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One of the things that has become clear this generation is that game developers love DLC—because it means that they have more options for getting money from their consumers. One developer, however, isn’t so keen on the idea.

VG24/7 recently had the chance to interview Konrad Tomaszkiewicz from CD Project RED, the team behind the very popular PC (and later Xbox 360) adventure RPG The Witcher 2. In a preview of that interview, Tomaszkiewicz had some comments to make on the whole idea of DLC:

“We’ve always believed in free DLCs. The thing is that we consider DLCs as a normal post sale service, which shouldn’t be priced. Back when retail games were dominant, we had expansion packs. These were really large chunks of content, which were worth their price.

“If today’s DLCs offered the same amount of content, they would be worth paying for, but in most cases players think they are overcharged for what they receive. That’s why we offer expansions to our game for free. This is also a way of saying ‘thank you’ to the people who decided to buy our game instead of copying it from an unauthorised source.”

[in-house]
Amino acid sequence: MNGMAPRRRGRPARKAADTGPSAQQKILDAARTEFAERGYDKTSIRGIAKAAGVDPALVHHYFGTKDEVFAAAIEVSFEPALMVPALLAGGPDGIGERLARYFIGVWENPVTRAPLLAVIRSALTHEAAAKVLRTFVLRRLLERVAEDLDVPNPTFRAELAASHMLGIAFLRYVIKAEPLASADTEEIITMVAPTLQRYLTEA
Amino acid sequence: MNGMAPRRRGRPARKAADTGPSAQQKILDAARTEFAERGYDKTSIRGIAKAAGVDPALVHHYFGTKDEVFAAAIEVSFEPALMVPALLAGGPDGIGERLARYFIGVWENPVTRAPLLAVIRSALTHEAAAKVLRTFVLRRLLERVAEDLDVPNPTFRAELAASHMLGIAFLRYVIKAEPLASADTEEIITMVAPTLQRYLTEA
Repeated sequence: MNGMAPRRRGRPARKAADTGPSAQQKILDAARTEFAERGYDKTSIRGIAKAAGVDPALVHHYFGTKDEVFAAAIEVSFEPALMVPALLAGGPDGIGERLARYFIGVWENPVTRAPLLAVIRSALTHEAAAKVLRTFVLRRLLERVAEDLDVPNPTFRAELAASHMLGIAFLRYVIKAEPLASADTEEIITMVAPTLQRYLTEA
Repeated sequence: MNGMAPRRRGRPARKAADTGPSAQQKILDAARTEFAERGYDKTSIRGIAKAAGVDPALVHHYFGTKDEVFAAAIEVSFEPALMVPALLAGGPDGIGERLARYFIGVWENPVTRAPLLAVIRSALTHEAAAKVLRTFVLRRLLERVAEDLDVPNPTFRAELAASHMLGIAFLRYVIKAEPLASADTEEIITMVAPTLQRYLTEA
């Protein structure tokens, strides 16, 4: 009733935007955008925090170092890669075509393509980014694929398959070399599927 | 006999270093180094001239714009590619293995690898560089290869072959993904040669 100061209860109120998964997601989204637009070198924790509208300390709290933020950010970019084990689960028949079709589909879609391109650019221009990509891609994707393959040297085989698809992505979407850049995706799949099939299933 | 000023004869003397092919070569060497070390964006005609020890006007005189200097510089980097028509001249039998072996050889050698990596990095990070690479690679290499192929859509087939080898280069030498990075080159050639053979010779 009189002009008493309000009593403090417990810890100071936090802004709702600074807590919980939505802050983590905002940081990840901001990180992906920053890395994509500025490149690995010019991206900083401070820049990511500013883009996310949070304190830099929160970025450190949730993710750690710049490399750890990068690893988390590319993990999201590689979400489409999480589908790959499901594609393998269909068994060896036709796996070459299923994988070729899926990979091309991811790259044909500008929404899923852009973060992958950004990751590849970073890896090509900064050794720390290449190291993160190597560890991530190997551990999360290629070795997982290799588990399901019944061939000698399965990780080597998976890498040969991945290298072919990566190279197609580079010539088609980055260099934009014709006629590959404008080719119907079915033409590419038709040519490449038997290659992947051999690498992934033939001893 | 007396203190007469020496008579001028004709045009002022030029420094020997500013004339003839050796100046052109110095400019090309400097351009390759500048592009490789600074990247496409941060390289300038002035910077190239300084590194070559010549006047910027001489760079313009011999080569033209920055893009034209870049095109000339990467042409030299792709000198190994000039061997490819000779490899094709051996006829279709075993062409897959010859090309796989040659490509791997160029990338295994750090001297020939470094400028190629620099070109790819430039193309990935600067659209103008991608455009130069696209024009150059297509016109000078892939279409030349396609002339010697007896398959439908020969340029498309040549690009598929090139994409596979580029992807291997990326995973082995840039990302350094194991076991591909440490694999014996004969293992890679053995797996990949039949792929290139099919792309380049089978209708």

As somebody who has always been torn on DLC, Tomaszkiewicz is a man after my own heart. Obviously, not all DLC should be free—there are meaty expansion packs released that require money for the time and effort it took to put them together. The problem is, sometimes DLC feels like a very obvious cash grab, as you’re asked to pay money for what is overall a very small feature, or something that should have been in the game for free in the first place.

I know this well, given that just yesterday I shelled out $6 for DLC for Persona 4 Arena that gives me the option of putting glasses on the characters. So, yeah.

Source: VG24/7


About Eric Patterson

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Eric got his start via self-publishing game-related fanzines in junior high, and now has one goal in life: making sure EGM has as much coverage of niche Japanese games as he can convince them to fit in. Eric’s also active in the gaming community on a personal level, being an outspoken voice on topics such as equality in gaming and consumer rights.